6. Gosh! I love that first picture Nancy…So beautifully composed that it epitomizes “simplicity is the greatest sophistication”

  7. to make coconut milk the recipes I’ve seen call for the shreds & water to be heated on low…..I’m imagining for maximum extraction of nutrients & coconut flavor. I was wondering why the almonds weren’t being heated as well at least heating the mixture once they were ground up in the water for maximum extraction but thought maybe it would.give a weird after taste. So I ask do you think the almond mash mixture should be heated once mixed with water for further extraction or possibly to further soften the almonds (for machines other than vitamix) and return to be blended again? Or you think heating them wouldn’t really do much and can be reserved for after straining and for binding purposes only? Also do you think the heat will damage the nutrients of the milk? Just curious because heat is needed in coconut milk.and is a good thing.

    1. Hi Brandi,
      The only time I’ve heard of heating the water for coconut milk is when using desiccated coconut. But I’m not an expert at making coconut milk from scratch or from a fresh coconut.

      My experienced has been that when heating the almond milk it can quickly curdle. I couldn’t tell you if or how heating damages the nutrients. I have a basic and not very powerful blender that I use, and haven’t run across grinding problems. As long as you soak the almonds overnight they will be soften enough to blend. Also blend them in small batches so that you can extract as much flavor as possible.

      I hope this helps! 🙂 ~Nancy

      1. Ok that sounds good. So the heat definitely needs.to be very low for the 15min time duration you recommend heating it to prevent separation correct? I don’t want it to curdle.

          1. Just wanted to give an update. I used approx. 2.5 cups of almonds before soaking. Ended up with 7c. of milk. I heated the milk much longer than 15mins since it was a much larger batch but on very low. So low I could spoon it out and taste it without blowing on it first. It turned out great but it did separate while cooling. I mixed it a few times while it cooled and it seemed to separate less. After being refridgerator over night it was completely separated again. I wondered if I should’ve brought it to a boil and then simmered it or what I did wrong. I shook the jars again really well and to my surprise they never did separate again. Have you experienced this? I’m just happy it didn’t separate again. I can say that I used a little bit of the milk and added extra vanilla & honey until it tasted about as sweet as the FV Creamer I use. I wanted to try out using it as creamer. It tasted ok but even after shaking it up a few times it has still separated a little whereas the milk never did again. I’m thinking it has to be the extra vanilla and honey because that’s the only difference. Thank you for posting this you have been very helpful. 🙂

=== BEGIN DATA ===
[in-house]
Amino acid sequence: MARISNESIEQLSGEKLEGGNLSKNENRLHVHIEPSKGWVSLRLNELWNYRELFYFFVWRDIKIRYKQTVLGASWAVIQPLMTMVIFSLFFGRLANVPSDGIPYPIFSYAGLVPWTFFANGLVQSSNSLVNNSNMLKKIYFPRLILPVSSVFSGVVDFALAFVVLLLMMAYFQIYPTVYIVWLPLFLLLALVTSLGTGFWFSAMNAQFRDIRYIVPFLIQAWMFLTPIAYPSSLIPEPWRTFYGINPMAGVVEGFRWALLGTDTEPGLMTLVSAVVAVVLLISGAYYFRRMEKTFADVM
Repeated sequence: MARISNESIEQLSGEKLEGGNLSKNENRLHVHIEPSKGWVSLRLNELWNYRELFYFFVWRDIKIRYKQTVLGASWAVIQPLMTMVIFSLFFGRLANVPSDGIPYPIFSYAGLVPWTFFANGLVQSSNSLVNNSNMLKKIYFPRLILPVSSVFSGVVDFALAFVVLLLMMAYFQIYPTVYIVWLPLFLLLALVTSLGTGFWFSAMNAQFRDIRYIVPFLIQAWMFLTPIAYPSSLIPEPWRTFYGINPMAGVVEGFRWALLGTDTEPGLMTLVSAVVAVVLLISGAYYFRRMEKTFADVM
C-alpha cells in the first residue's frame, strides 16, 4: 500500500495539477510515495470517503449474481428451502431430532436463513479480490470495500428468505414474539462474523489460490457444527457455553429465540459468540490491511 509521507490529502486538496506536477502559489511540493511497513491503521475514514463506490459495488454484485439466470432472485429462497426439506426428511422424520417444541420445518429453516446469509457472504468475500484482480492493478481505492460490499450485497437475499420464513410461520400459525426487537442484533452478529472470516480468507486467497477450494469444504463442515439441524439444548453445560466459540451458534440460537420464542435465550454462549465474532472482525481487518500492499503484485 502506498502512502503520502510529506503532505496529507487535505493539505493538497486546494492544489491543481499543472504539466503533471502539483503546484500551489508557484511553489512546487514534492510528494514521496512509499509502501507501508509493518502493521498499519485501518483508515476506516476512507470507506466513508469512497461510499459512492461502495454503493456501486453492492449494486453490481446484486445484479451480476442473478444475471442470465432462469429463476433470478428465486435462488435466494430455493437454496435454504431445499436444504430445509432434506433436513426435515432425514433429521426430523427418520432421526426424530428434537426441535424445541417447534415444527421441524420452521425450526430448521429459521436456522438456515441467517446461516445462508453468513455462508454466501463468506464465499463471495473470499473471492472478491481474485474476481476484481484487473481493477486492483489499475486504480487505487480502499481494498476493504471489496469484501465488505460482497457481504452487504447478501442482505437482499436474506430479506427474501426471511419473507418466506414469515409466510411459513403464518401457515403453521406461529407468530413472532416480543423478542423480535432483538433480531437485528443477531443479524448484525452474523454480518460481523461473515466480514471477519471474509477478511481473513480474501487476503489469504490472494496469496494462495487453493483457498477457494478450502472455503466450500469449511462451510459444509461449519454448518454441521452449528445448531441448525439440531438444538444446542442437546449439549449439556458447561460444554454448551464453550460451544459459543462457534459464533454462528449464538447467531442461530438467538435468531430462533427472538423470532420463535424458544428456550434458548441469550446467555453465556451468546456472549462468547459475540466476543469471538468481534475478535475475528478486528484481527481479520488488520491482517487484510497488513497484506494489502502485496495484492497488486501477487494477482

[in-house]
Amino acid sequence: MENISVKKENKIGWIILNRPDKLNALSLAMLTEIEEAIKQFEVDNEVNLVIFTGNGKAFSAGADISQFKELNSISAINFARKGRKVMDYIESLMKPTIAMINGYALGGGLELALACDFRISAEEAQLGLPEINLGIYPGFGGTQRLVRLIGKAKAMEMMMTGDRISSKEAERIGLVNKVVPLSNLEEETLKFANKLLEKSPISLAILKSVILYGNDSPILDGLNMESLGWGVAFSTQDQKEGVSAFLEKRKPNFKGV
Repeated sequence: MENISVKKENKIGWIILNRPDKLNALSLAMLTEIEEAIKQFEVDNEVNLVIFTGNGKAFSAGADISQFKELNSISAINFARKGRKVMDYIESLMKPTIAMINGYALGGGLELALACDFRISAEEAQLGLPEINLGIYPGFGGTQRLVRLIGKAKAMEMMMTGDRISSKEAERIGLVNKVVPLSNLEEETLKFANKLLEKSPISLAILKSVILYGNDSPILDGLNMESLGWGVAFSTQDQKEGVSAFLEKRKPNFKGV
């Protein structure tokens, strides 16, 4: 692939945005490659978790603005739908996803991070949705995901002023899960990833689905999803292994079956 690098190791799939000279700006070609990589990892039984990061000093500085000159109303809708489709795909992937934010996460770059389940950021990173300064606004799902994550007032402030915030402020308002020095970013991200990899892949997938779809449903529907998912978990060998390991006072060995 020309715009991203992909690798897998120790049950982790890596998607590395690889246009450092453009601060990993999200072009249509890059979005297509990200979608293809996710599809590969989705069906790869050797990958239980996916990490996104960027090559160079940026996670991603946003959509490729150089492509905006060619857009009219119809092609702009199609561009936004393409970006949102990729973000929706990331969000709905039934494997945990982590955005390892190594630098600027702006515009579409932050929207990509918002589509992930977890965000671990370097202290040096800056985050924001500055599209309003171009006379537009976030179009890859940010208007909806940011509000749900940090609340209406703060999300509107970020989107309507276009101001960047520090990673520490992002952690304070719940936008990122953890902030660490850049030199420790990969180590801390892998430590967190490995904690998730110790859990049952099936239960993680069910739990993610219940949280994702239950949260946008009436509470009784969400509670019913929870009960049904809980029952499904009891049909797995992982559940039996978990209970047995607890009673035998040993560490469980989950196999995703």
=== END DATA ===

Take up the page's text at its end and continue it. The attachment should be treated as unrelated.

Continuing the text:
2. Hi Brandi,

            Thanks for the update. Yes unfortunately I have experienced that with batches I haven’t kept on eye on and allowed to boil. Like you giving it a hard shake kept it together. I don’t recommend bringing it to a boil. Just keep the heat very low, like you did, for the entire time.

            Are you saying it separated in the coffee? If so first pour the almond milk into the mug then add the coffee to it. I don’t understand the physics behind it but it just works:) But sometimes if the coffee is extra strong the acidity can cause it to separate. It is really sensitive as you can see. Hopes this helps.

  8. Hi there,

    I dropped by your website by chance and am very impressed by your attractive pictures and make me want to try almond milk!
    I am wondering if there has been any change in taste when you boiled the almond milk compared to raw almond milk. I know milk does when it’s boiled..

    1. Hi Priscilla,

      In fact the taste does change a bit. It depends on the almond variety I use and also the age but sometimes the almond taste is stronger raw. This is one of those recipes where experimenting really helps. Good luck & enjoy!

  9. Hi, Have you ever tried making the milk with unblanched almonds? I might be too busy or lazy to peel almonds!

    1. Hi Rachel,
      I have a couple of times. Just be careful because the skin may possibly cause curdling. Maybe make it raw or don’t heat afterwards. Of course you could also just buy blanche almonds. Good luck.

  10. I’m so happy I found your website!! A friend told me to try almond milk in place of cow’s milk, because of lactose intolerance. I’ve bought the commercial almond milk, but not only is it expensive, it has extra ingredients in it I don’t want. I made one batch of the milk from paste, but it was grainy, and also separated. Now I will try it again using a fine sieve, and also try heating it to see if I can keep it from separating. Another thing; I’ve heard it’s best to use unpastuerized almonds (which may be available only on the Internet because I guess all almonds in stores are pastuerized so they have a longer shelf life). Can you tell me if there is a difference in the milk using the raw almonds instead of the blanched or pastuerized? Thank you!

    1. Hi Gail,

      Yes the paste or powdered almond milks are not very good. I wasn’t aware of the pasteurization of almonds, so I’m not sure what exactly were the ones I’ve used. Sorry, but I can’t tell you what kind of results you’ll have. Have fun experimenting and I hope your almond milk comes out great!:)